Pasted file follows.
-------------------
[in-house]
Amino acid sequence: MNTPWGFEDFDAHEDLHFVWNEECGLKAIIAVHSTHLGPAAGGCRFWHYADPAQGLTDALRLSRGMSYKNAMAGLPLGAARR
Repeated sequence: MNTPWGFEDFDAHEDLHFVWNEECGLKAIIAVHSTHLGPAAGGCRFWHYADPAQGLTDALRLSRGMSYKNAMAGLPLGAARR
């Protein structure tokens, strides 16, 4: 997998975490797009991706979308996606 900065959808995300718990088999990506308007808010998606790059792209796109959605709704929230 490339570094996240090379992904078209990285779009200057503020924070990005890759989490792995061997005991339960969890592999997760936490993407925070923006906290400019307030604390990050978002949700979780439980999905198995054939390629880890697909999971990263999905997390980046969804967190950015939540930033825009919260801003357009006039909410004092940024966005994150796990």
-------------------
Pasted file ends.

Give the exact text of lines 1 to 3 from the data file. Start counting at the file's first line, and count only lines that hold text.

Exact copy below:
[in-house]
Amino acid sequence: MNTPWGFEDFDAHEDLHFVWNEECGLKAIIAVHSTHLGPAAGGCRFWHYADPAQGLTDALRLSRGMSYKNAMAGLPLGAARR
Repeated sequence: MNTPWGFEDFDAHEDLHFVWNEECGLKAIIAVHSTHLGPAAGGCRFWHYADPAQGLTDALRLSRGMSYKNAMAGLPLGAARR